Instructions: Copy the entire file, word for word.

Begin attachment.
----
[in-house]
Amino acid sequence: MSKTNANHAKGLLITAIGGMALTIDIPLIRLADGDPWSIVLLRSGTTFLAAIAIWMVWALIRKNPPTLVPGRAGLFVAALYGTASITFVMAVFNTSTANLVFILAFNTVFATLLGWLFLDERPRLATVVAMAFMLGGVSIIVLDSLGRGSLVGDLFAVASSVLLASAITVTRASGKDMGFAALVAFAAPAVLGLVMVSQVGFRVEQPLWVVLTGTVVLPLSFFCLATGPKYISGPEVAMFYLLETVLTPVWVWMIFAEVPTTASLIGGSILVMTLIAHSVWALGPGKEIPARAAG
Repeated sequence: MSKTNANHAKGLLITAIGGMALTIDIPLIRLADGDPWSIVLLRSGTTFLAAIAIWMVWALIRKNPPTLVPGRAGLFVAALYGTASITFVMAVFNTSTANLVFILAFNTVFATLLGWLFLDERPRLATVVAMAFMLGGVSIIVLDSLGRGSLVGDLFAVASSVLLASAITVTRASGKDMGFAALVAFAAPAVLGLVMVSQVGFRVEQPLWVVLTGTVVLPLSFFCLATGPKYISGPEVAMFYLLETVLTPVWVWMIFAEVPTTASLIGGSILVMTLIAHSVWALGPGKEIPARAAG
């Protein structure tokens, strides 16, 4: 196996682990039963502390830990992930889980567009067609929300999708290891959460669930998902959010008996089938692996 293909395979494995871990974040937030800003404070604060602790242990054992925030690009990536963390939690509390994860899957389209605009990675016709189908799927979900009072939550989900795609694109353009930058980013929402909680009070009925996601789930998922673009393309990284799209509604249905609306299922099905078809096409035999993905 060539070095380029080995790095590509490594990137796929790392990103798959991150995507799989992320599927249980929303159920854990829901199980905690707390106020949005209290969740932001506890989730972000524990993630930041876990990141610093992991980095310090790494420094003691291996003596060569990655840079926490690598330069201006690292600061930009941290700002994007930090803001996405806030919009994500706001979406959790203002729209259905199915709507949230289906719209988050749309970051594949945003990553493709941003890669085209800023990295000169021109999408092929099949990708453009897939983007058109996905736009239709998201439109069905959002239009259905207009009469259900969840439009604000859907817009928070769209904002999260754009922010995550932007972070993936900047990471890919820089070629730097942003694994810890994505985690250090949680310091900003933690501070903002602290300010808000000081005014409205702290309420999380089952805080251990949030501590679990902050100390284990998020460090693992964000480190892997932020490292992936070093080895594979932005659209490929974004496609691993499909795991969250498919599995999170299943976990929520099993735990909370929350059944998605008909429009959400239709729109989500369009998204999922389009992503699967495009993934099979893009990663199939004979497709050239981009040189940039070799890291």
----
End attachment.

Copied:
[in-house]
Amino acid sequence: MSKTNANHAKGLLITAIGGMALTIDIPLIRLADGDPWSIVLLRSGTTFLAAIAIWMVWALIRKNPPTLVPGRAGLFVAALYGTASITFVMAVFNTSTANLVFILAFNTVFATLLGWLFLDERPRLATVVAMAFMLGGVSIIVLDSLGRGSLVGDLFAVASSVLLASAITVTRASGKDMGFAALVAFAAPAVLGLVMVSQVGFRVEQPLWVVLTGTVVLPLSFFCLATGPKYISGPEVAMFYLLETVLTPVWVWMIFAEVPTTASLIGGSILVMTLIAHSVWALGPGKEIPARAAG
Repeated sequence: MSKTNANHAKGLLITAIGGMALTIDIPLIRLADGDPWSIVLLRSGTTFLAAIAIWMVWALIRKNPPTLVPGRAGLFVAALYGTASITFVMAVFNTSTANLVFILAFNTVFATLLGWLFLDERPRLATVVAMAFMLGGVSIIVLDSLGRGSLVGDLFAVASSVLLASAITVTRASGKDMGFAALVAFAAPAVLGLVMVSQVGFRVEQPLWVVLTGTVVLPLSFFCLATGPKYISGPEVAMFYLLETVLTPVWVWMIFAEVPTTASLIGGSILVMTLIAHSVWALGPGKEIPARAAG
């Protein structure tokens, strides 16, 4: 196996682990039963502390830990992930889980567009067609929300999708290891959460669930998902959010008996089938692996 293909395979494995871990974040937030800003404070604060602790242990054992925030690009990536963390939690509390994860899957389209605009990675016709189908799927979900009072939550989900795609694109353009930058980013929402909680009070009925996601789930998922673009393309990284799209509604249905609306299922099905078809096409035999993905 060539070095380029080995790095590509490594990137796929790392990103798959991150995507799989992320599927249980929303159920854990829901199980905690707390106020949005209290969740932001506890989730972000524990993630930041876990990141610093992991980095310090790494420094003691291996003596060569990655840079926490690598330069201006690292600061930009941290700002994007930090803001996405806030919009994500706001979406959790203002729209259905199915709507949230289906719209988050749309970051594949945003990553493709941003890669085209800023990295000169021109999408092929099949990708453009897939983007058109996905736009239709998201439109069905959002239009259905207009009469259900969840439009604000859907817009928070769209904002999260754009922010995550932007972070993936900047990471890919820089070629730097942003694994810890994505985690250090949680310091900003933690501070903002602290300010808000000081005014409205702290309420999380089952805080251990949030501590679990902050100390284990998020460090693992964000480190892997932020490292992936070093080895594979932005659209490929974004496609691993499909795991969250498919599995999170299943976990929520099993735990909370929350059944998605008909429009959400239709729109989500369009998204999922389009992503699967495009993934099979893009990663199939004979497709050239981009040189940039070799890291």